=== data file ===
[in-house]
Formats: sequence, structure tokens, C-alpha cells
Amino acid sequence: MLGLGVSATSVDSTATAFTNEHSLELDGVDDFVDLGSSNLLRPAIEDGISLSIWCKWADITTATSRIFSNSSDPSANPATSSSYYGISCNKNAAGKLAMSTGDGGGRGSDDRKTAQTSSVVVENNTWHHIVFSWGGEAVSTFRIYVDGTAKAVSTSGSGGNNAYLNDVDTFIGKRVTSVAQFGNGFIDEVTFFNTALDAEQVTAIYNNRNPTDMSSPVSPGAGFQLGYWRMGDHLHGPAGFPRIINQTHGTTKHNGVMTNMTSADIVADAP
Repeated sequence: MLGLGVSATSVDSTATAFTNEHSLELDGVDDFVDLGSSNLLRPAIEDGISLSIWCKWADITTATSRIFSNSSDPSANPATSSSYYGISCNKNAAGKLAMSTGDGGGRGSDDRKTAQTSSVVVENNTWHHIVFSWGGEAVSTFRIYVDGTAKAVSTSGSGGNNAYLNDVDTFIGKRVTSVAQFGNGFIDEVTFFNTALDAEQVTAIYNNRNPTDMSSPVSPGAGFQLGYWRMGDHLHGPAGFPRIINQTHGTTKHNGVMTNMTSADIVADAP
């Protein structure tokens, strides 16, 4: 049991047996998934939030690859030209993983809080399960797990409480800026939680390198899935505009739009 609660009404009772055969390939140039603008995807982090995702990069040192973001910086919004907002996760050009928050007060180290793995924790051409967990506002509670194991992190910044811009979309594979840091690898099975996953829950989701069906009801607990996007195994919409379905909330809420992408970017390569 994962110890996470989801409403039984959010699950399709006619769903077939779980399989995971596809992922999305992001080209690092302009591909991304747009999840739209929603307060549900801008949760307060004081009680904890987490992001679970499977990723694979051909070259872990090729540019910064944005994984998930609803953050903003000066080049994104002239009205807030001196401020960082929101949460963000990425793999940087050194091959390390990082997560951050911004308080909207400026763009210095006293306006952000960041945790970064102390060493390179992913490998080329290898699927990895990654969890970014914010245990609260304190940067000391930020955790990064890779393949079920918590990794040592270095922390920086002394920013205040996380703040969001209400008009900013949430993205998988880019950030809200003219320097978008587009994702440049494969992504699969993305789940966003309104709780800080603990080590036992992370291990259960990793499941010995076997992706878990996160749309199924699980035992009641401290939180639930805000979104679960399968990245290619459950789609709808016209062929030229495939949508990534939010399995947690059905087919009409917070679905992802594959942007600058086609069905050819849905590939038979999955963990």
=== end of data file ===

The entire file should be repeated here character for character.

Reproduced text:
[in-house]
Formats: sequence, structure tokens, C-alpha cells
Amino acid sequence: MLGLGVSATSVDSTATAFTNEHSLELDGVDDFVDLGSSNLLRPAIEDGISLSIWCKWADITTATSRIFSNSSDPSANPATSSSYYGISCNKNAAGKLAMSTGDGGGRGSDDRKTAQTSSVVVENNTWHHIVFSWGGEAVSTFRIYVDGTAKAVSTSGSGGNNAYLNDVDTFIGKRVTSVAQFGNGFIDEVTFFNTALDAEQVTAIYNNRNPTDMSSPVSPGAGFQLGYWRMGDHLHGPAGFPRIINQTHGTTKHNGVMTNMTSADIVADAP
Repeated sequence: MLGLGVSATSVDSTATAFTNEHSLELDGVDDFVDLGSSNLLRPAIEDGISLSIWCKWADITTATSRIFSNSSDPSANPATSSSYYGISCNKNAAGKLAMSTGDGGGRGSDDRKTAQTSSVVVENNTWHHIVFSWGGEAVSTFRIYVDGTAKAVSTSGSGGNNAYLNDVDTFIGKRVTSVAQFGNGFIDEVTFFNTALDAEQVTAIYNNRNPTDMSSPVSPGAGFQLGYWRMGDHLHGPAGFPRIINQTHGTTKHNGVMTNMTSADIVADAP
């Protein structure tokens, strides 16, 4: 049991047996998934939030690859030209993983809080399960797990409480800026939680390198899935505009739009 609660009404009772055969390939140039603008995807982090995702990069040192973001910086919004907002996760050009928050007060180290793995924790051409967990506002509670194991992190910044811009979309594979840091690898099975996953829950989701069906009801607990996007195994919409379905909330809420992408970017390569 994962110890996470989801409403039984959010699950399709006619769903077939779980399989995971596809992922999305992001080209690092302009591909991304747009999840739209929603307060549900801008949760307060004081009680904890987490992001679970499977990723694979051909070259872990090729540019910064944005994984998930609803953050903003000066080049994104002239009205807030001196401020960082929101949460963000990425793999940087050194091959390390990082997560951050911004308080909207400026763009210095006293306006952000960041945790970064102390060493390179992913490998080329290898699927990895990654969890970014914010245990609260304190940067000391930020955790990064890779393949079920918590990794040592270095922390920086002394920013205040996380703040969001209400008009900013949430993205998988880019950030809200003219320097978008587009994702440049494969992504699969993305789940966003309104709780800080603990080590036992992370291990259960990793499941010995076997992706878990996160749309199924699980035992009641401290939180639930805000979104679960399968990245290619459950789609709808016209062929030229495939949508990534939010399995947690059905087919009409917070679905992802594959942007600058086609069905050819849905590939038979999955963990």